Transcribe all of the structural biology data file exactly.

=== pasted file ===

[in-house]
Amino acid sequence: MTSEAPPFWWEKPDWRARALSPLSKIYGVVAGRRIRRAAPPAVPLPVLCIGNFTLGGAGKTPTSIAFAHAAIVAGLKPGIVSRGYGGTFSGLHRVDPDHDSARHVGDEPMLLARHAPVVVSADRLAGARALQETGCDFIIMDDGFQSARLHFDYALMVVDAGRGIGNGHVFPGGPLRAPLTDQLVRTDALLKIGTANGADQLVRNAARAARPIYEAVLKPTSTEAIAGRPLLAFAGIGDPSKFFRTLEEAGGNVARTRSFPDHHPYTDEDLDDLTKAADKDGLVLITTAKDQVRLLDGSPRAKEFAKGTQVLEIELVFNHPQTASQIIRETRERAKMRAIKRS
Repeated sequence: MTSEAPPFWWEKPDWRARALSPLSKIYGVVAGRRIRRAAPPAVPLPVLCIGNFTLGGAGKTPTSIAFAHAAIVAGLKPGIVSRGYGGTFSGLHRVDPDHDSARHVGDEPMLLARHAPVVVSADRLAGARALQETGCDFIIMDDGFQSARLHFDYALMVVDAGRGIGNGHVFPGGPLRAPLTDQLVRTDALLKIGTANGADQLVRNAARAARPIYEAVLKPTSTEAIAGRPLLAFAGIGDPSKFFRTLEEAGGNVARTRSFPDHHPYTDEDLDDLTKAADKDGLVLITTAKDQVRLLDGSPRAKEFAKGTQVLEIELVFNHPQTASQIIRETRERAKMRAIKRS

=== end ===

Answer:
[in-house]
Amino acid sequence: MTSEAPPFWWEKPDWRARALSPLSKIYGVVAGRRIRRAAPPAVPLPVLCIGNFTLGGAGKTPTSIAFAHAAIVAGLKPGIVSRGYGGTFSGLHRVDPDHDSARHVGDEPMLLARHAPVVVSADRLAGARALQETGCDFIIMDDGFQSARLHFDYALMVVDAGRGIGNGHVFPGGPLRAPLTDQLVRTDALLKIGTANGADQLVRNAARAARPIYEAVLKPTSTEAIAGRPLLAFAGIGDPSKFFRTLEEAGGNVARTRSFPDHHPYTDEDLDDLTKAADKDGLVLITTAKDQVRLLDGSPRAKEFAKGTQVLEIELVFNHPQTASQIIRETRERAKMRAIKRS
Repeated sequence: MTSEAPPFWWEKPDWRARALSPLSKIYGVVAGRRIRRAAPPAVPLPVLCIGNFTLGGAGKTPTSIAFAHAAIVAGLKPGIVSRGYGGTFSGLHRVDPDHDSARHVGDEPMLLARHAPVVVSADRLAGARALQETGCDFIIMDDGFQSARLHFDYALMVVDAGRGIGNGHVFPGGPLRAPLTDQLVRTDALLKIGTANGADQLVRNAARAARPIYEAVLKPTSTEAIAGRPLLAFAGIGDPSKFFRTLEEAGGNVARTRSFPDHHPYTDEDLDDLTKAADKDGLVLITTAKDQVRLLDGSPRAKEFAKGTQVLEIELVFNHPQTASQIIRETRERAKMRAIKRS